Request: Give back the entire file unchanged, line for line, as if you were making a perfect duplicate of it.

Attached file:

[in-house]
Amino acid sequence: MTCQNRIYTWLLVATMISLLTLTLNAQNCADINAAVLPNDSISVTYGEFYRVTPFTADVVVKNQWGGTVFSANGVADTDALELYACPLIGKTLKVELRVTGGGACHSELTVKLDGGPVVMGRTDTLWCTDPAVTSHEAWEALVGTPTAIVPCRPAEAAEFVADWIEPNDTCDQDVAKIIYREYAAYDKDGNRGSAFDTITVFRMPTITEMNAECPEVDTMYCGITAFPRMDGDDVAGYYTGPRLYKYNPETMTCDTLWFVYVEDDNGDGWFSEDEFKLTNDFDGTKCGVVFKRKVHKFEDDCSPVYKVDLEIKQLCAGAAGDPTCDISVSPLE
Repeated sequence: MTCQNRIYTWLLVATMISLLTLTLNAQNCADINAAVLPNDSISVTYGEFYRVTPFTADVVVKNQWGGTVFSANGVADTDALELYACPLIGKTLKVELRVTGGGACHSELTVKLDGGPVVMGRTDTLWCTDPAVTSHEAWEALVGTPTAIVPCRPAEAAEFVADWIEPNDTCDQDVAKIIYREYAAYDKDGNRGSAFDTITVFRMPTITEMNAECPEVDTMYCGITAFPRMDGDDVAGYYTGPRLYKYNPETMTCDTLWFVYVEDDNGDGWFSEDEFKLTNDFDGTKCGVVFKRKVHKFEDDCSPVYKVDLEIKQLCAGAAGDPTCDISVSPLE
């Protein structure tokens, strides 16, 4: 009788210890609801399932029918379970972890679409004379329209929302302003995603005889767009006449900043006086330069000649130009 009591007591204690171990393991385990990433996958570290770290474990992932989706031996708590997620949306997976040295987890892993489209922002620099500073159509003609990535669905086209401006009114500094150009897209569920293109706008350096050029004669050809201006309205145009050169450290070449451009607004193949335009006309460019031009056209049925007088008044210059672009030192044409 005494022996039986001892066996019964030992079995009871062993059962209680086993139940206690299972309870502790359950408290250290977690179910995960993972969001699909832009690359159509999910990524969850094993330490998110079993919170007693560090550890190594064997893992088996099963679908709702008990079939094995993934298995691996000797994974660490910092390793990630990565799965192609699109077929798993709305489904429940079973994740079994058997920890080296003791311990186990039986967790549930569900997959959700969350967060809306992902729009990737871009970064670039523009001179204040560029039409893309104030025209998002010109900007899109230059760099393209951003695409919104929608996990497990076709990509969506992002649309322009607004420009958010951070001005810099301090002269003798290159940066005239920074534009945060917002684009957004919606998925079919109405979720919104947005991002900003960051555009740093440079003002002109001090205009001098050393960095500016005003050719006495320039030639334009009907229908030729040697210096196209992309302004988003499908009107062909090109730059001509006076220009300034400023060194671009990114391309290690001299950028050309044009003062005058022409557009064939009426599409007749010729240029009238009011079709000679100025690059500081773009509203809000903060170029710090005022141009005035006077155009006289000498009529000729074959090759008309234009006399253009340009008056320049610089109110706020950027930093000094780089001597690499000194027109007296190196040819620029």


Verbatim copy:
[in-house]
Amino acid sequence: MTCQNRIYTWLLVATMISLLTLTLNAQNCADINAAVLPNDSISVTYGEFYRVTPFTADVVVKNQWGGTVFSANGVADTDALELYACPLIGKTLKVELRVTGGGACHSELTVKLDGGPVVMGRTDTLWCTDPAVTSHEAWEALVGTPTAIVPCRPAEAAEFVADWIEPNDTCDQDVAKIIYREYAAYDKDGNRGSAFDTITVFRMPTITEMNAECPEVDTMYCGITAFPRMDGDDVAGYYTGPRLYKYNPETMTCDTLWFVYVEDDNGDGWFSEDEFKLTNDFDGTKCGVVFKRKVHKFEDDCSPVYKVDLEIKQLCAGAAGDPTCDISVSPLE
Repeated sequence: MTCQNRIYTWLLVATMISLLTLTLNAQNCADINAAVLPNDSISVTYGEFYRVTPFTADVVVKNQWGGTVFSANGVADTDALELYACPLIGKTLKVELRVTGGGACHSELTVKLDGGPVVMGRTDTLWCTDPAVTSHEAWEALVGTPTAIVPCRPAEAAEFVADWIEPNDTCDQDVAKIIYREYAAYDKDGNRGSAFDTITVFRMPTITEMNAECPEVDTMYCGITAFPRMDGDDVAGYYTGPRLYKYNPETMTCDTLWFVYVEDDNGDGWFSEDEFKLTNDFDGTKCGVVFKRKVHKFEDDCSPVYKVDLEIKQLCAGAAGDPTCDISVSPLE
């Protein structure tokens, strides 16, 4: 009788210890609801399932029918379970972890679409004379329209929302302003995603005889767009006449900043006086330069000649130009 009591007591204690171990393991385990990433996958570290770290474990992932989706031996708590997620949306997976040295987890892993489209922002620099500073159509003609990535669905086209401006009114500094150009897209569920293109706008350096050029004669050809201006309205145009050169450290070449451009607004193949335009006309460019031009056209049925007088008044210059672009030192044409 005494022996039986001892066996019964030992079995009871062993059962209680086993139940206690299972309870502790359950408290250290977690179910995960993972969001699909832009690359159509999910990524969850094993330490998110079993919170007693560090550890190594064997893992088996099963679908709702008990079939094995993934298995691996000797994974660490910092390793990630990565799965192609699109077929798993709305489904429940079973994740079994058997920890080296003791311990186990039986967790549930569900997959959700969350967060809306992902729009990737871009970064670039523009001179204040560029039409893309104030025209998002010109900007899109230059760099393209951003695409919104929608996990497990076709990509969506992002649309322009607004420009958010951070001005810099301090002269003798290159940066005239920074534009945060917002684009957004919606998925079919109405979720919104947005991002900003960051555009740093440079003002002109001090205009001098050393960095500016005003050719006495320039030639334009009907229908030729040697210096196209992309302004988003499908009107062909090109730059001509006076220009300034400023060194671009990114391309290690001299950028050309044009003062005058022409557009064939009426599409007749010729240029009238009011079709000679100025690059500081773009509203809000903060170029710090005022141009005035006077155009006289000498009529000729074959090759008309234009006399253009340009008056320049610089109110706020950027930093000094780089001597690499000194027109007296190196040819620029």